Homophobia spreads in Russian media

Russian television journalist Dmitry Kiselev Image copyright AFP
Image caption Dmitry Kiselev has led state media attacks on Russia's gay community and now heads a major news organisation

The Russian authorities have been widely criticised for enacting a law banning the promotion of homosexuality among children.

A rising tide of homophobia in parts of the media has accompanied and followed the adoption of that law, including attempts to implicate homosexuals in a recent series of terror attacks.

The controversy surrounding the so-called "anti-gay" law passed by the State Duma (parliament) last June had the paradoxical effect of dramatically raising the profile of homosexuality in both social and mainstream media. But it has also led to an upsurge in homophobia.

On Twitter, for example, the incidence of the main pejorative terms used to describe gays ("pidoras" and its variants) increased ten-fold between the beginning of 2011 and the second half of 2013 - from around 7,000 a month to more than 70,000.

The incidence of the more educated but no less offensive term "sodomite" also soared - from being used just two or three times a day at the beginning of 2011 to more than 100 times at the end of 2013.

'Sodomite tsunami'

These increases may in part be attributable to the overall growth of Twitter in Russia during this period, but similar trends can also be observed in the mainstream media.

The media monitoring organisation Medialogiya says the number of news reports referring to homosexuality on official TV channel Rossiya 1 has skyrocketed over the past few years. In 2011, there were just 11, whereas in 2013 there were more than 160.

Almost all of these reports displayed an attitude that was either outright hostile or else noticeably negative towards homosexuals.

The man spearheading Rossiya 1's attacks on the gay community is Dmitry Kiselev, anchor of the channel's flagship weekly news review Vesti Nedeli.

The programme's attacks on the LGBT community have been remorseless. It has portrayed them as an "aggressive minority" opposed to "parents fighting to give their children a healthy upbringing". It has also suggested that "40% of children brought up by homosexuals have venereal diseases".

Dmitry Kiselev told another programme on Rossiya 1 in 2012 that the hearts of homosexuals killed in car accidents "should be buried or burnt as unfit for prolonging anybody's life".

Another staunchly anti-gay voice on Rossiya 1 is senior journalist Arkady Mamontov, who on a prime-time talk show suggested that Russia was in danger of being engulfed by a "homosexual sodomite tsunami".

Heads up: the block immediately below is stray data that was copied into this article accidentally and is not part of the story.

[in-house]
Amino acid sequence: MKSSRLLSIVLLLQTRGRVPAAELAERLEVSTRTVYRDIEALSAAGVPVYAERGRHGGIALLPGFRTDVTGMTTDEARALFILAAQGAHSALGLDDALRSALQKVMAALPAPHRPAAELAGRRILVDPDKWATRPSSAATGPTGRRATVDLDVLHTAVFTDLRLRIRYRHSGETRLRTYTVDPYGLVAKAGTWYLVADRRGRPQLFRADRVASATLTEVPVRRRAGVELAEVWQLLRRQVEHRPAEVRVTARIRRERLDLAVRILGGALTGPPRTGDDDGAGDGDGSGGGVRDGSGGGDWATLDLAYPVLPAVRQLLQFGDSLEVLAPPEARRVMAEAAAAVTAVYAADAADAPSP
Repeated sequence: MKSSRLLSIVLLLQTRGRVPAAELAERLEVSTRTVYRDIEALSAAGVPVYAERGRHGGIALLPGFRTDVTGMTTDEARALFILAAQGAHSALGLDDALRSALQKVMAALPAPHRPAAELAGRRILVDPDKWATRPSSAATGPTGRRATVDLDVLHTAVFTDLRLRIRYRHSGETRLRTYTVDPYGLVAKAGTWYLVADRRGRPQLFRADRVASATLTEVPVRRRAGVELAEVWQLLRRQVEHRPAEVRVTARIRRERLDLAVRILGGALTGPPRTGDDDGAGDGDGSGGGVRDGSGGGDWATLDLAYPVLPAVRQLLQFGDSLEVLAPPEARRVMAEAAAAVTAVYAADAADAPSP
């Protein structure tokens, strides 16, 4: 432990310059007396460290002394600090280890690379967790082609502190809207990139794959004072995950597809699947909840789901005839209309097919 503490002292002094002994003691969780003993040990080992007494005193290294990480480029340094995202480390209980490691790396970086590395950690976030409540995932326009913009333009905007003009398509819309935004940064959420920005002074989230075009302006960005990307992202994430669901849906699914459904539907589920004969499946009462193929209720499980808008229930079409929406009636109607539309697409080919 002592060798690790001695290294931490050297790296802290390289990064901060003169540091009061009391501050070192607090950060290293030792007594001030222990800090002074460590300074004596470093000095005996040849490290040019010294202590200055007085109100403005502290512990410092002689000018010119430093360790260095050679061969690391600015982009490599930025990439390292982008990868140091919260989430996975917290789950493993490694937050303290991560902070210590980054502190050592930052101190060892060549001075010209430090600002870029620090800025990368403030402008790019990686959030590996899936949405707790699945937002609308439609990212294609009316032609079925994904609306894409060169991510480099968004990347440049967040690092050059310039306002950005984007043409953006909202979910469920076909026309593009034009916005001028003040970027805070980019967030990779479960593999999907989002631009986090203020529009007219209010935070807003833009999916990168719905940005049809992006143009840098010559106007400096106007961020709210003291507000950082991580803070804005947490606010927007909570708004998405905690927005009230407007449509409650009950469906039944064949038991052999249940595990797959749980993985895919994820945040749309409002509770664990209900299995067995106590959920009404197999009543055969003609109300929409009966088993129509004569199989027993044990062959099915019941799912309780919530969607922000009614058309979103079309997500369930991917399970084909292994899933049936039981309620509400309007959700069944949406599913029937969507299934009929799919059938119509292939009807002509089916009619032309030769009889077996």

Not all of Russia's state-controlled TV channels share Rossiya 1's taste for gay-bashing. Channel One's news programmes, for example, refer to homosexuality far less frequently and never in the same derogatory terms.

Some of its programmes have exhibited a much more positive attitude to homosexuals. A recent drama series about the Soviet film industry featured a sympathetic gay character being cruelly persecuted for his sexuality.

Image copyright AP
Image caption Police shield gay rights activists who were attacked in St Petersburg

'Gay jihad'

Still, there is no doubt that hostile attitudes to homosexuals have the blessing of the Kremlin. In December, Dmitry Kiselev was appointed head of Russia Today, a major new news organisation tasked with communicating Moscow's message to a global audience.

Liberal commentators are deeply troubled by the rising tide of homophobia. Russian-born US activist Larry Poltavtsev writes that just as everything Jewish was anathema to the Nazis, so "now everything that stands apart from President Putin and his team is deemed to be 'gay'."

He cited a news agency report referring to a "gay jihad", which suggested that homosexuality was rife among the terrorists responsible for the recent bomb attacks in the city of Volgograd.

This is not the only instance of fingers of blame being pointed at the gay community over the blasts. Controversial Orthodox clergyman Andrei Kurayev suggested that one of the bombers may have converted to Islam because of the "cancer" of homosexuality in the Russian Orthodox Church (ROC) in the Russian region of Tatarstan.

'Orthodox fascism'

Russian Orthodox Church clergy have in general supported the hostility towards homosexuals. One TV presenter, Olga Bakushinskaya, dubs it "Orthodox fascism".

In December an actor and former Orthodox priest, Ivan Okhlobystin, outraged liberals by telling an audience in Siberia that he would "shove all gays live into an oven". Mr Okhlobystin is one of Russia's most influential voices on social media, with more than 790,000 followers on Twitter.

Laws targeting homosexuals and mounting media homophobia are making life ever more precarious for Russia's beleaguered gay community.

A recent report by the Russian LGBT network said LGBT people were facing a climate of "general discrimination and violence". It said a survey showed that over the past year 53% had faced "psychological violence" and 15% actual physical harm. In at least two cases in 2013, this violence proved fatal.

BBC Monitoring reports and analyses news from TV, radio, web and print media around the world. For more reports from BBC Monitoring, click here. You can follow BBC Monitoring on Twitter and Facebook.

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